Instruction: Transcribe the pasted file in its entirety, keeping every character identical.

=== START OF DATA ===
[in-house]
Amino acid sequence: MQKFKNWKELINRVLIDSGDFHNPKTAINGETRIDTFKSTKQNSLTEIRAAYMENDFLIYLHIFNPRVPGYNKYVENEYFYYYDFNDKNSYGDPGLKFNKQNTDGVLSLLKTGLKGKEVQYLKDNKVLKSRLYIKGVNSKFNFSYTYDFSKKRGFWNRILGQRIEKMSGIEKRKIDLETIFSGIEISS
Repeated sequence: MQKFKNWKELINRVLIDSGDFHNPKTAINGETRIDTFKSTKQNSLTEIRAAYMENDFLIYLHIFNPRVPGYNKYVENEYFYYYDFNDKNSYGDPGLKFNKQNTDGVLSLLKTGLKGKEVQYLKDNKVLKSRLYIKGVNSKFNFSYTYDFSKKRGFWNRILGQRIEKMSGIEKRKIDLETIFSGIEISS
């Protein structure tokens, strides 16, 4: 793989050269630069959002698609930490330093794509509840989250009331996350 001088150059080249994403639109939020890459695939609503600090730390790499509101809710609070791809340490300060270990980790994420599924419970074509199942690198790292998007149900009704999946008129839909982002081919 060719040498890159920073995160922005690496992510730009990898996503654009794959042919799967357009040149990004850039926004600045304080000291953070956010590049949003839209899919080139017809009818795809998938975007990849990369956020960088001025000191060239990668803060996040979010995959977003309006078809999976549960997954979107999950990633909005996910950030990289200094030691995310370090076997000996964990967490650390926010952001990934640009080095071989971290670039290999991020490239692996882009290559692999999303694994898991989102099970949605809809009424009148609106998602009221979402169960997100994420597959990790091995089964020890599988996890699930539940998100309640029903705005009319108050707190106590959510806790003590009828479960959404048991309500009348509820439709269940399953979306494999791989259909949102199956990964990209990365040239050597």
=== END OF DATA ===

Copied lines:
[in-house]
Amino acid sequence: MQKFKNWKELINRVLIDSGDFHNPKTAINGETRIDTFKSTKQNSLTEIRAAYMENDFLIYLHIFNPRVPGYNKYVENEYFYYYDFNDKNSYGDPGLKFNKQNTDGVLSLLKTGLKGKEVQYLKDNKVLKSRLYIKGVNSKFNFSYTYDFSKKRGFWNRILGQRIEKMSGIEKRKIDLETIFSGIEISS
Repeated sequence: MQKFKNWKELINRVLIDSGDFHNPKTAINGETRIDTFKSTKQNSLTEIRAAYMENDFLIYLHIFNPRVPGYNKYVENEYFYYYDFNDKNSYGDPGLKFNKQNTDGVLSLLKTGLKGKEVQYLKDNKVLKSRLYIKGVNSKFNFSYTYDFSKKRGFWNRILGQRIEKMSGIEKRKIDLETIFSGIEISS
């Protein structure tokens, strides 16, 4: 793989050269630069959002698609930490330093794509509840989250009331996350 001088150059080249994403639109939020890459695939609503600090730390790499509101809710609070791809340490300060270990980790994420599924419970074509199942690198790292998007149900009704999946008129839909982002081919 060719040498890159920073995160922005690496992510730009990898996503654009794959042919799967357009040149990004850039926004600045304080000291953070956010590049949003839209899919080139017809009818795809998938975007990849990369956020960088001025000191060239990668803060996040979010995959977003309006078809999976549960997954979107999950990633909005996910950030990289200094030691995310370090076997000996964990967490650390926010952001990934640009080095071989971290670039290999991020490239692996882009290559692999999303694994898991989102099970949605809809009424009148609106998602009221979402169960997100994420597959990790091995089964020890599988996890699930539940998100309640029903705005009319108050707190106590959510806790003590009828479960959404048991309500009348509820439709269940399953979306494999791989259909949102199956990964990209990365040239050597």